JOHANNESBURG — A prominent Rwandan exile accuses the president of being a dictator, imprisoning political opponents and destabilizing East Africa, adding in an interview Thursday that he believes the leader, who he once served, has hunted him and other dissidents around the world.
Kayumba Nyamwasa, once Rwandan President Paul Kagame's army chief, spoke to The Associated Press in an exclusive interview Thursday after finishing his testimony as a witness in the trial of six East Africans accused of attempted murder in his 2010 shooting. Rwanda's government has denied involvement in an attack in Johannesburg that left Nyamwasa with a bullet lodged at the base of his spine.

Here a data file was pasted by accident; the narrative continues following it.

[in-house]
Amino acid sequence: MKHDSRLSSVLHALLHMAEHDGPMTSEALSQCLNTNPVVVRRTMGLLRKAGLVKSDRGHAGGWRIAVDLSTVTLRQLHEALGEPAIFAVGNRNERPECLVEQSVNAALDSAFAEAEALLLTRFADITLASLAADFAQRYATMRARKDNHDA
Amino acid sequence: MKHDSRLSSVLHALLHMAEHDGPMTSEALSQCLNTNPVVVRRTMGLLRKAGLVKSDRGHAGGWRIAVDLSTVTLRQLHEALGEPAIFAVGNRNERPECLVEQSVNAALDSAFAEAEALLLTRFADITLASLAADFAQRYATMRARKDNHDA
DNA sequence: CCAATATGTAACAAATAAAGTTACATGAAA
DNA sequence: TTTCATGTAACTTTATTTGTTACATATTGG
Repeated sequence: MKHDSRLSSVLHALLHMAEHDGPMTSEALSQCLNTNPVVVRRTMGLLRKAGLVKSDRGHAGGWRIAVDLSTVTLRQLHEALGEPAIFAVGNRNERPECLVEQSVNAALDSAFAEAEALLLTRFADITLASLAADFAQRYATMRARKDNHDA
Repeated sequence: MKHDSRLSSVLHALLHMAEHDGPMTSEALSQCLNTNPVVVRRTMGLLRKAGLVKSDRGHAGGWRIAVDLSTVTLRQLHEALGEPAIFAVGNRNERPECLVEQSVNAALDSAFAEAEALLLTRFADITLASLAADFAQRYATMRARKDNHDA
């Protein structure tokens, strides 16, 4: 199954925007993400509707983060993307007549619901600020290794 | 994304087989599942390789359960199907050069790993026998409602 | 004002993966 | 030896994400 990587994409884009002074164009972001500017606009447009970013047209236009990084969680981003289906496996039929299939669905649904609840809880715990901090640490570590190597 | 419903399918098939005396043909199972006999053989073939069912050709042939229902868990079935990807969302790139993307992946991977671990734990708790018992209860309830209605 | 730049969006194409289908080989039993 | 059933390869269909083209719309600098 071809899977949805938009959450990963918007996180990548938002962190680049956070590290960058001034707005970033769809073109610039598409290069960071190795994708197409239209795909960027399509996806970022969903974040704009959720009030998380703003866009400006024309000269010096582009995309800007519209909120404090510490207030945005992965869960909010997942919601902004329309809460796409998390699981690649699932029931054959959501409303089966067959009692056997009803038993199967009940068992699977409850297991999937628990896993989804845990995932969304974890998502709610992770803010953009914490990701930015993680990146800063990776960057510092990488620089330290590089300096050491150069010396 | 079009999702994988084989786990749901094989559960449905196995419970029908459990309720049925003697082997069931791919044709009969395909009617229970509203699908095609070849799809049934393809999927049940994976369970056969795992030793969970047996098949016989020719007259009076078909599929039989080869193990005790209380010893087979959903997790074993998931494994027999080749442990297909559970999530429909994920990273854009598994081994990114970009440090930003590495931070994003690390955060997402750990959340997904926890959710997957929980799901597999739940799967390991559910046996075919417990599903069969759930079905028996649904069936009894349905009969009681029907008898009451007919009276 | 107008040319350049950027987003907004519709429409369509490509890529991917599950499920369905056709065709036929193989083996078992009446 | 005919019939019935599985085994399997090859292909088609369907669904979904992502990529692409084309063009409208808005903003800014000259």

"There is no doubt that my life has been threatened by the president of Rwanda, using government institutions and using hired killer squads," Nyamwasa said. He spoke in the court room where he testified for several days last month and just over two days this week. When he mentioned hired assassins, he gestured to the dock where three Rwandans and three Tanzanians accused of trying to kill him had sat during a trial session earlier Thursday.
The Rwandan government has said it would not comment on matters before a court. Kagame's spokeswoman did not immediately respond to an email requesting comment on Nyamwasa's allegations.